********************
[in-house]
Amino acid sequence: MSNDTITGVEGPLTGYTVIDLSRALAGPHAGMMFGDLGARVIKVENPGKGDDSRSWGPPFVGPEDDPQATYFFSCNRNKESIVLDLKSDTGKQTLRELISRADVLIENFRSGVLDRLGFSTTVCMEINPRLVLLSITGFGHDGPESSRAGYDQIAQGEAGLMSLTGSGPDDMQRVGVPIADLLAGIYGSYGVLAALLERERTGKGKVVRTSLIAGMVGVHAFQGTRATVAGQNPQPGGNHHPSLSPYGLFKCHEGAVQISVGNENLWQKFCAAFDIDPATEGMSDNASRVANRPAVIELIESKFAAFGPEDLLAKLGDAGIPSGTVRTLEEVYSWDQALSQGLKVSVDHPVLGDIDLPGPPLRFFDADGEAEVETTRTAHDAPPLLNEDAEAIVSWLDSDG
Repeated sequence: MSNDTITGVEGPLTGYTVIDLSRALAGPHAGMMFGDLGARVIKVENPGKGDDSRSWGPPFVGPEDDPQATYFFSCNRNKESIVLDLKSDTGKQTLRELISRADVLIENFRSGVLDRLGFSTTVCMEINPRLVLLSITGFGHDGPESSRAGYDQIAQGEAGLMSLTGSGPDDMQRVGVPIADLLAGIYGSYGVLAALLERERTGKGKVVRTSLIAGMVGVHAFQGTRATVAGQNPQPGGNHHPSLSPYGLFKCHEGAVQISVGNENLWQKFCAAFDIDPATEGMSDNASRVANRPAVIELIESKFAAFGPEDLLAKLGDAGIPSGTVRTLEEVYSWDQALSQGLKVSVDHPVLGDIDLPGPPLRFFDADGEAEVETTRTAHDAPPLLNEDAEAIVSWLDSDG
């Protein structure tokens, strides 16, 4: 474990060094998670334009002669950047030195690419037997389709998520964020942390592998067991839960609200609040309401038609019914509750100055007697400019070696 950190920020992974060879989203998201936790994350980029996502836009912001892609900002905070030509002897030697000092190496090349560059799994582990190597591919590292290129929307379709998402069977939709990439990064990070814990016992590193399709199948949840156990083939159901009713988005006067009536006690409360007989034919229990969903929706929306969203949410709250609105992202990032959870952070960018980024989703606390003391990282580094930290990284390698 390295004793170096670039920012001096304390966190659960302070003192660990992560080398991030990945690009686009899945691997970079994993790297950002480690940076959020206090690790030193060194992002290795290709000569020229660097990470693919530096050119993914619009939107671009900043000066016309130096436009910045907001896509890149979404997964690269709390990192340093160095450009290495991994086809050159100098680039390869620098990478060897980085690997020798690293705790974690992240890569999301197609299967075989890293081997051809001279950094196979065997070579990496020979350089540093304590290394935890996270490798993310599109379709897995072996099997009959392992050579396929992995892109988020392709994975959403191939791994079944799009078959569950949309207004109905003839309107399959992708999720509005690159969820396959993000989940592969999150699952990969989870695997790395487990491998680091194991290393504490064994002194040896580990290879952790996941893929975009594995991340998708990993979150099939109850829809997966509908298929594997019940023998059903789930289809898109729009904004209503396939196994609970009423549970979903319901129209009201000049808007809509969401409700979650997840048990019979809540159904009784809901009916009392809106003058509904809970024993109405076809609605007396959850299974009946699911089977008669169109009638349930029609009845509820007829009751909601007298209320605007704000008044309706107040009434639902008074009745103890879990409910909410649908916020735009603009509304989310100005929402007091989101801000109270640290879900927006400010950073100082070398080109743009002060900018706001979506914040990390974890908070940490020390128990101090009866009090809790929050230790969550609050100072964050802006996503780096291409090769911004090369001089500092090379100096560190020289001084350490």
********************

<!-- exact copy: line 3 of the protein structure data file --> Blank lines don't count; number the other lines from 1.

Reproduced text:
Repeated sequence: MSNDTITGVEGPLTGYTVIDLSRALAGPHAGMMFGDLGARVIKVENPGKGDDSRSWGPPFVGPEDDPQATYFFSCNRNKESIVLDLKSDTGKQTLRELISRADVLIENFRSGVLDRLGFSTTVCMEINPRLVLLSITGFGHDGPESSRAGYDQIAQGEAGLMSLTGSGPDDMQRVGVPIADLLAGIYGSYGVLAALLERERTGKGKVVRTSLIAGMVGVHAFQGTRATVAGQNPQPGGNHHPSLSPYGLFKCHEGAVQISVGNENLWQKFCAAFDIDPATEGMSDNASRVANRPAVIELIESKFAAFGPEDLLAKLGDAGIPSGTVRTLEEVYSWDQALSQGLKVSVDHPVLGDIDLPGPPLRFFDADGEAEVETTRTAHDAPPLLNEDAEAIVSWLDSDG